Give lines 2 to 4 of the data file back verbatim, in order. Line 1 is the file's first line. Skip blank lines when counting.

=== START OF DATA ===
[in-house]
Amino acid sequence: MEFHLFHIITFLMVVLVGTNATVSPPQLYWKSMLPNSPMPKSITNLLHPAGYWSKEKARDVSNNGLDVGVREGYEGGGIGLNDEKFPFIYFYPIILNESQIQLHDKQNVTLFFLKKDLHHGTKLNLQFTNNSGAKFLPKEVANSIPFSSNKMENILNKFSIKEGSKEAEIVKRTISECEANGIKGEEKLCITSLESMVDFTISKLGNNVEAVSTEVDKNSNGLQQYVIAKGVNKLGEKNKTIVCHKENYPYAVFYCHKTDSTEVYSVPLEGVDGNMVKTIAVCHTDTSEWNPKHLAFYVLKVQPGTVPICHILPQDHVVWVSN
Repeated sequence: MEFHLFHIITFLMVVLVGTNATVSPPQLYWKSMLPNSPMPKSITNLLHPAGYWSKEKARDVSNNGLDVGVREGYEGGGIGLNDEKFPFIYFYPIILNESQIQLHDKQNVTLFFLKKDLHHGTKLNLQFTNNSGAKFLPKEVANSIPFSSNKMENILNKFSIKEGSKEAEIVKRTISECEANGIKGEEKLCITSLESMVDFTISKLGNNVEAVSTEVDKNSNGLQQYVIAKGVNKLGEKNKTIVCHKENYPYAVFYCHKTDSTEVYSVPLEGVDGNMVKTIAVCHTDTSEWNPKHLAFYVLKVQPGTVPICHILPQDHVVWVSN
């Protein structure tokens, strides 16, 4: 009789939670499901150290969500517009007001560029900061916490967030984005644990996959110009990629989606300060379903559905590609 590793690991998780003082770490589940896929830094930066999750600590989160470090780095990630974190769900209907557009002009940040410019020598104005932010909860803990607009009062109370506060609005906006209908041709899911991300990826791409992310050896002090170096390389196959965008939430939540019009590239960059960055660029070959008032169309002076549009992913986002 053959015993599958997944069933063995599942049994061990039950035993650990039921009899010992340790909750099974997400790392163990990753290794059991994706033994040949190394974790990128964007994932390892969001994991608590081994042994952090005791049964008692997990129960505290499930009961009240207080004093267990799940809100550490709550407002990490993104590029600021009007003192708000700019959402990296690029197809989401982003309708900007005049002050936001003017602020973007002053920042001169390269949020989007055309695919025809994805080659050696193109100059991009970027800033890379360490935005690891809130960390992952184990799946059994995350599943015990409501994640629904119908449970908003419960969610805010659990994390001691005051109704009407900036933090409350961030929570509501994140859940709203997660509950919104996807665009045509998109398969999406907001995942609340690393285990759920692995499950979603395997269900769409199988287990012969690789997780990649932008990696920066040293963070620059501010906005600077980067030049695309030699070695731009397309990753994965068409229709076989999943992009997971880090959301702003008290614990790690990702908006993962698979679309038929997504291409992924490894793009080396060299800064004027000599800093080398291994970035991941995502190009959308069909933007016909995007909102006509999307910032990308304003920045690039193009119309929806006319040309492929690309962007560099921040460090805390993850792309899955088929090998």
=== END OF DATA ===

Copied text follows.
Amino acid sequence: MEFHLFHIITFLMVVLVGTNATVSPPQLYWKSMLPNSPMPKSITNLLHPAGYWSKEKARDVSNNGLDVGVREGYEGGGIGLNDEKFPFIYFYPIILNESQIQLHDKQNVTLFFLKKDLHHGTKLNLQFTNNSGAKFLPKEVANSIPFSSNKMENILNKFSIKEGSKEAEIVKRTISECEANGIKGEEKLCITSLESMVDFTISKLGNNVEAVSTEVDKNSNGLQQYVIAKGVNKLGEKNKTIVCHKENYPYAVFYCHKTDSTEVYSVPLEGVDGNMVKTIAVCHTDTSEWNPKHLAFYVLKVQPGTVPICHILPQDHVVWVSN
Repeated sequence: MEFHLFHIITFLMVVLVGTNATVSPPQLYWKSMLPNSPMPKSITNLLHPAGYWSKEKARDVSNNGLDVGVREGYEGGGIGLNDEKFPFIYFYPIILNESQIQLHDKQNVTLFFLKKDLHHGTKLNLQFTNNSGAKFLPKEVANSIPFSSNKMENILNKFSIKEGSKEAEIVKRTISECEANGIKGEEKLCITSLESMVDFTISKLGNNVEAVSTEVDKNSNGLQQYVIAKGVNKLGEKNKTIVCHKENYPYAVFYCHKTDSTEVYSVPLEGVDGNMVKTIAVCHTDTSEWNPKHLAFYVLKVQPGTVPICHILPQDHVVWVSN
């Protein structure tokens, strides 16, 4: 009789939670499901150290969500517009007001560029900061916490967030984005644990996959110009990629989606300060379903559905590609 590793690991998780003082770490589940896929830094930066999750600590989160470090780095990630974190769900209907557009002009940040410019020598104005932010909860803990607009009062109370506060609005906006209908041709899911991300990826791409992310050896002090170096390389196959965008939430939540019009590239960059960055660029070959008032169309002076549009992913986002 053959015993599958997944069933063995599942049994061990039950035993650990039921009899010992340790909750099974997400790392163990990753290794059991994706033994040949190394974790990128964007994932390892969001994991608590081994042994952090005791049964008692997990129960505290499930009961009240207080004093267990799940809100550490709550407002990490993104590029600021009007003192708000700019959402990296690029197809989401982003309708900007005049002050936001003017602020973007002053920042001169390269949020989007055309695919025809994805080659050696193109100059991009970027800033890379360490935005690891809130960390992952184990799946059994995350599943015990409501994640629904119908449970908003419960969610805010659990994390001691005051109704009407900036933090409350961030929570509501994140859940709203997660509950919104996807665009045509998109398969999406907001995942609340690393285990759920692995499950979603395997269900769409199988287990012969690789997780990649932008990696920066040293963070620059501010906005600077980067030049695309030699070695731009397309990753994965068409229709076989999943992009997971880090959301702003008290614990790690990702908006993962698979679309038929997504291409992924490894793009080396060299800064004027000599800093080398291994970035991941995502190009959308069909933007016909995007909102006509999307910032990308304003920045690039193009119309929806006319040309492929690309962007560099921040460090805390993850792309899955088929090998």